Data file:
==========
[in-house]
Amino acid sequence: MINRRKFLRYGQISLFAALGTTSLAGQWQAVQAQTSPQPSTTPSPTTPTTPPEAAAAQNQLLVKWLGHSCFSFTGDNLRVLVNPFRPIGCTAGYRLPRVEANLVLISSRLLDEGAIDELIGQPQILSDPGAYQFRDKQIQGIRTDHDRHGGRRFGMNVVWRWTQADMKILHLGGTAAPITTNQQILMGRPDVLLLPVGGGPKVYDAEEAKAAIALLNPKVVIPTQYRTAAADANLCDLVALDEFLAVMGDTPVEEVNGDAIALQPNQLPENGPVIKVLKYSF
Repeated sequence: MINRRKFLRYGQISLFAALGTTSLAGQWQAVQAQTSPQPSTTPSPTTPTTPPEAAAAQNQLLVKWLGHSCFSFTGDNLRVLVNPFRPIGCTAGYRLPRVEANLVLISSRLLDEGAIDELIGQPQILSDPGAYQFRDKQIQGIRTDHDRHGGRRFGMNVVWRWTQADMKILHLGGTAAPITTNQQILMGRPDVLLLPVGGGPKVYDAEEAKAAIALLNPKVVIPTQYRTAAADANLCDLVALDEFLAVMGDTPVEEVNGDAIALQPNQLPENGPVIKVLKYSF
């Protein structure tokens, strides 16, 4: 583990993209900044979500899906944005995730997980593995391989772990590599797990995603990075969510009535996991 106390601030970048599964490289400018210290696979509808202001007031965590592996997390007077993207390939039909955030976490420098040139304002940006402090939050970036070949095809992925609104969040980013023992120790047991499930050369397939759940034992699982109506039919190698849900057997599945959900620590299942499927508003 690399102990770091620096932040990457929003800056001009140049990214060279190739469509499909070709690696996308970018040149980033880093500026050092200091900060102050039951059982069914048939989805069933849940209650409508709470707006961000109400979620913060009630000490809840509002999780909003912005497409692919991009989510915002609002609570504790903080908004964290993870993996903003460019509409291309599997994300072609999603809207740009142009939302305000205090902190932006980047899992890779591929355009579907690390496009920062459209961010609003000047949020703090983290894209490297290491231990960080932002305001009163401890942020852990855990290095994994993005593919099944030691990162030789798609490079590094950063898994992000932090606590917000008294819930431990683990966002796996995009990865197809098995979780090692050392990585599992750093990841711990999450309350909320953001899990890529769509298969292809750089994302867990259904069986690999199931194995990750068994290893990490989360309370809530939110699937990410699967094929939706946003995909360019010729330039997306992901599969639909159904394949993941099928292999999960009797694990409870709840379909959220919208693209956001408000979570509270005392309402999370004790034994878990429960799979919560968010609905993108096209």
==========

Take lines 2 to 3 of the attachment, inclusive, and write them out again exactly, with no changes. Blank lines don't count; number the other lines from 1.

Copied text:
Amino acid sequence: MINRRKFLRYGQISLFAALGTTSLAGQWQAVQAQTSPQPSTTPSPTTPTTPPEAAAAQNQLLVKWLGHSCFSFTGDNLRVLVNPFRPIGCTAGYRLPRVEANLVLISSRLLDEGAIDELIGQPQILSDPGAYQFRDKQIQGIRTDHDRHGGRRFGMNVVWRWTQADMKILHLGGTAAPITTNQQILMGRPDVLLLPVGGGPKVYDAEEAKAAIALLNPKVVIPTQYRTAAADANLCDLVALDEFLAVMGDTPVEEVNGDAIALQPNQLPENGPVIKVLKYSF
Repeated sequence: MINRRKFLRYGQISLFAALGTTSLAGQWQAVQAQTSPQPSTTPSPTTPTTPPEAAAAQNQLLVKWLGHSCFSFTGDNLRVLVNPFRPIGCTAGYRLPRVEANLVLISSRLLDEGAIDELIGQPQILSDPGAYQFRDKQIQGIRTDHDRHGGRRFGMNVVWRWTQADMKILHLGGTAAPITTNQQILMGRPDVLLLPVGGGPKVYDAEEAKAAIALLNPKVVIPTQYRTAAADANLCDLVALDEFLAVMGDTPVEEVNGDAIALQPNQLPENGPVIKVLKYSF